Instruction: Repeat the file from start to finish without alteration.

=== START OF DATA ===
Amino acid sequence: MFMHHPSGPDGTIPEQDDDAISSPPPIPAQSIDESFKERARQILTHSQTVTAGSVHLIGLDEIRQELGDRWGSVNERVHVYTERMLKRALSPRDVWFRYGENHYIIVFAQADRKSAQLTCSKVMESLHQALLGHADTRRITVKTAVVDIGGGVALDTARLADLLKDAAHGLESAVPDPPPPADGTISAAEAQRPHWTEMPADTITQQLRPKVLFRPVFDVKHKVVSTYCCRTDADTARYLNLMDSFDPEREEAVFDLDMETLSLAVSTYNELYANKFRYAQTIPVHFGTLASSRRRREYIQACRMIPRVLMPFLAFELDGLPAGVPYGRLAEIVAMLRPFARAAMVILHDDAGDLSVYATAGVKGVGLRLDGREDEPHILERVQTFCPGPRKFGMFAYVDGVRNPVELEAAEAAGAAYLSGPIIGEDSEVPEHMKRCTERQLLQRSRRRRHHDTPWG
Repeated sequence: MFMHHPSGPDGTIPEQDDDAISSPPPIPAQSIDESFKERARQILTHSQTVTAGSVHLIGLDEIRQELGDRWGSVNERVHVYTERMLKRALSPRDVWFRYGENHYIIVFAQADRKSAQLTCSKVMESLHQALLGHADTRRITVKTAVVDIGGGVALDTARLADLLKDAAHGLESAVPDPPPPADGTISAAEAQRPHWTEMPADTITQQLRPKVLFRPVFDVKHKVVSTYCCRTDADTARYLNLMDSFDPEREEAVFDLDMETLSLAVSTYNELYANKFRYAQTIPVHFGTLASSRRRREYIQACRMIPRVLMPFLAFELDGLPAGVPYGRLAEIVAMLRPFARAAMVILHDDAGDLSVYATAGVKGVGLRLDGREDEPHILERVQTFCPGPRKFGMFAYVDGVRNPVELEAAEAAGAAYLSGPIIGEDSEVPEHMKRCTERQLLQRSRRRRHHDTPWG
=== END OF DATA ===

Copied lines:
Amino acid sequence: MFMHHPSGPDGTIPEQDDDAISSPPPIPAQSIDESFKERARQILTHSQTVTAGSVHLIGLDEIRQELGDRWGSVNERVHVYTERMLKRALSPRDVWFRYGENHYIIVFAQADRKSAQLTCSKVMESLHQALLGHADTRRITVKTAVVDIGGGVALDTARLADLLKDAAHGLESAVPDPPPPADGTISAAEAQRPHWTEMPADTITQQLRPKVLFRPVFDVKHKVVSTYCCRTDADTARYLNLMDSFDPEREEAVFDLDMETLSLAVSTYNELYANKFRYAQTIPVHFGTLASSRRRREYIQACRMIPRVLMPFLAFELDGLPAGVPYGRLAEIVAMLRPFARAAMVILHDDAGDLSVYATAGVKGVGLRLDGREDEPHILERVQTFCPGPRKFGMFAYVDGVRNPVELEAAEAAGAAYLSGPIIGEDSEVPEHMKRCTERQLLQRSRRRRHHDTPWG
Repeated sequence: MFMHHPSGPDGTIPEQDDDAISSPPPIPAQSIDESFKERARQILTHSQTVTAGSVHLIGLDEIRQELGDRWGSVNERVHVYTERMLKRALSPRDVWFRYGENHYIIVFAQADRKSAQLTCSKVMESLHQALLGHADTRRITVKTAVVDIGGGVALDTARLADLLKDAAHGLESAVPDPPPPADGTISAAEAQRPHWTEMPADTITQQLRPKVLFRPVFDVKHKVVSTYCCRTDADTARYLNLMDSFDPEREEAVFDLDMETLSLAVSTYNELYANKFRYAQTIPVHFGTLASSRRRREYIQACRMIPRVLMPFLAFELDGLPAGVPYGRLAEIVAMLRPFARAAMVILHDDAGDLSVYATAGVKGVGLRLDGREDEPHILERVQTFCPGPRKFGMFAYVDGVRNPVELEAAEAAGAAYLSGPIIGEDSEVPEHMKRCTERQLLQRSRRRRHHDTPWG